Dry batch reactor

Dry batch reactor


Municipal solid waste is loaded into the garage-type batch reactor by front loaders or trucks. Fermentation occurs without adding fresh substrates. This process is repeated regularly.


After loading the substrates, the reactor doors are hermetically sealed. The biomass inside is irrigated by nozzles with recirculating effluent liquid. Biogas is collected and pumped out.


Substrates are heated by pipes mounted in the walls and bottom of the reactor.


Anaerobic bacteria digest substrates, producing biogas.

Percolate accumulation

The percolate is accumulated in a pit and pumped out by a pump.

Percolate return

The percolate is pumped out from the pit and accumulated in a percolate tank.

Biogas storage

Biogas is collected in a gasholder

Biogas conditioning

The biogas is then dried in the chiller to remove moisture and pressurised by a gas compressor. Sulfur is removed by means of an activated charcoal filter.

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Percolate accumulation
Percolate return
Biogas storage
Biogas conditioning

Technology Description

Strictly speaking, no technology is dry. Fermentation always requires moisture. The method is called “dry” in comparison with other technologies since the mass is not pumped and is not blended with mixers.

The reactor is a reinforced concrete garage-type box. Typically, the mass moves with the help of pumps or mixers in a reactor. With the dry method, there are no mixers and the mass does not move, but instead, the mass is irrigated with percolate.

Percolate seeps through the mass, accumulates, and is pumped back into the percolate tank. Heating pipes are mounted inside the reactor’s walls and base.

The technology is characterized by low power consumption and low maintenance costs. In addition to the garage door itself and the percolate system, there is practically no other equipment such as mixers, pumps, or loaders.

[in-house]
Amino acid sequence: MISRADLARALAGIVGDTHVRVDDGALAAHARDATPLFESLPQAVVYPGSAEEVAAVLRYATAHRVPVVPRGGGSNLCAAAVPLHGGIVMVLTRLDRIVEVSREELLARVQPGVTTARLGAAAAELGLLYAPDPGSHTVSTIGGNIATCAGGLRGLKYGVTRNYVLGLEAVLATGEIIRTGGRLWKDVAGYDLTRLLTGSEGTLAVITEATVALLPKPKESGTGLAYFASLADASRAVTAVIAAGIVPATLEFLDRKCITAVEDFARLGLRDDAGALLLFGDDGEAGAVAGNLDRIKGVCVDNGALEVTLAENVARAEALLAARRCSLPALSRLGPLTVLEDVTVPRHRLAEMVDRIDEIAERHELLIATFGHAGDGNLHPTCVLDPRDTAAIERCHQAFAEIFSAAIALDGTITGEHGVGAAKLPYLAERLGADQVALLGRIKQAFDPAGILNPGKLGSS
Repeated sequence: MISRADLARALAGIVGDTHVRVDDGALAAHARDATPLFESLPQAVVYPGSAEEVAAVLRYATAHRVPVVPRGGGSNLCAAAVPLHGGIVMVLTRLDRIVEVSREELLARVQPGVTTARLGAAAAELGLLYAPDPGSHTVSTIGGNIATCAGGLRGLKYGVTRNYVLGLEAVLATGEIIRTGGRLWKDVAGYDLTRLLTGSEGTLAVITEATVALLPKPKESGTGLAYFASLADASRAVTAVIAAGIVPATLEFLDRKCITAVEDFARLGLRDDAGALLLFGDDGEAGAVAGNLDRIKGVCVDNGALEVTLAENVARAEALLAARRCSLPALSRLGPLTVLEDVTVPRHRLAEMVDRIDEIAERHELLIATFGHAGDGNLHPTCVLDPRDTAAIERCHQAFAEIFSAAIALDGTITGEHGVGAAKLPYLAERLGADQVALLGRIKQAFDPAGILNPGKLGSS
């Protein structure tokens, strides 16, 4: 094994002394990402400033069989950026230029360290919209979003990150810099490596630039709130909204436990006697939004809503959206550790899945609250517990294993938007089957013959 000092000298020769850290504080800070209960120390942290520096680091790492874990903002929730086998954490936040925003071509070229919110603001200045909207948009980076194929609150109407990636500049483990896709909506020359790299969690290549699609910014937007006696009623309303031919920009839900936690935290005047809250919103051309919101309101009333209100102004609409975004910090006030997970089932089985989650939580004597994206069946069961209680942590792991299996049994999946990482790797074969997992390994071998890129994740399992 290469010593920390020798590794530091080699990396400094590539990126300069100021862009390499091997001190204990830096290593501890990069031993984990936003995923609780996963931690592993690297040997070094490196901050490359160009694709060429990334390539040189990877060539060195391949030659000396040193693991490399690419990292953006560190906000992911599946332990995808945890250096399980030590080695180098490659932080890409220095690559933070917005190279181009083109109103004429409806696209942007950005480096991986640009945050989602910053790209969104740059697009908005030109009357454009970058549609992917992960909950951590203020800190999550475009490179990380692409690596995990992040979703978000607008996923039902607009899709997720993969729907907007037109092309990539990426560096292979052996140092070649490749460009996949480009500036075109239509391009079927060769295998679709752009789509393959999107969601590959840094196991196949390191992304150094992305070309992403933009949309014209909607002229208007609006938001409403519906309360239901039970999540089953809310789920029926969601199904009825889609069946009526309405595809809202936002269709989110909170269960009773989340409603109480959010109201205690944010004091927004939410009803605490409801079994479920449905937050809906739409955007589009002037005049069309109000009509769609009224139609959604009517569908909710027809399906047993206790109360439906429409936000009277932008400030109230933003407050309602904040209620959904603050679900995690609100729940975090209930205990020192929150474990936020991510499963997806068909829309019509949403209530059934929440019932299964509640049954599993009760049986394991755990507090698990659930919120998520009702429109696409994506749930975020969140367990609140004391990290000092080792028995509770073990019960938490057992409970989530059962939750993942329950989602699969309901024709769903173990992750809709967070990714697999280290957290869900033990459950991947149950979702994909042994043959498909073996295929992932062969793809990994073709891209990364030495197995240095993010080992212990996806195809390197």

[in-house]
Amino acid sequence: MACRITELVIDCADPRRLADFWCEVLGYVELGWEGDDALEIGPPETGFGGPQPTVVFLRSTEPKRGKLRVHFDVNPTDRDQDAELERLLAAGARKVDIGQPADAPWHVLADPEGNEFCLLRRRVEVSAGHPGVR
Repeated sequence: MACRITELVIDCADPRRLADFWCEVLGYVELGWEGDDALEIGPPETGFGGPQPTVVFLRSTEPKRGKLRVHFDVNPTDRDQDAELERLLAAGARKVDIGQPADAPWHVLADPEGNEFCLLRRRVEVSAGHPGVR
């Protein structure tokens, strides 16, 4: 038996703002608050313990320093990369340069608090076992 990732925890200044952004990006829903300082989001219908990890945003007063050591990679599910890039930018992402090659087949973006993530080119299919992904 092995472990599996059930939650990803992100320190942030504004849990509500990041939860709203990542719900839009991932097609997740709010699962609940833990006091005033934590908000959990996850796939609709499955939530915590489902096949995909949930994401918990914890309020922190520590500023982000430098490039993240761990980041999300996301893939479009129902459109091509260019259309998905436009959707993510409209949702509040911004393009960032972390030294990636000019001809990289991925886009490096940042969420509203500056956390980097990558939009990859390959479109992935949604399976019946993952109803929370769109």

The system is excellent for municipal solid waste (MSW), which contains a large amount of inclusions such as metal, plastic, and paper. These inclusions lead to frequent equipment breakdowns with other types of biogas technology. On the contrary, the contamination of raw materials in the dry method allows percolate to flow through the waste and is a necessary condition to work. In other biogas technologies, an expensive ultra-sorting and waste compaction module is required to avoid mixer and pump damage. And in the case of the dry method only, rough pre-sorting or no sorting is necessary.

Distinctive features:

  • a garage-type reactor
  • periodic operation without daily addition of fresh substrates
  • no loading or mixing devices
  • low power consumption up to just 3% of generation
  • low maintenance costs. There is nothing to break
  • Can operate with the feedstocks highly polluted with impurities
500 kW to 30 MW
power capacity

Suitable substrates:

  • municipal solid waste
  • bedded manure and dung
  • supermarket and food waste

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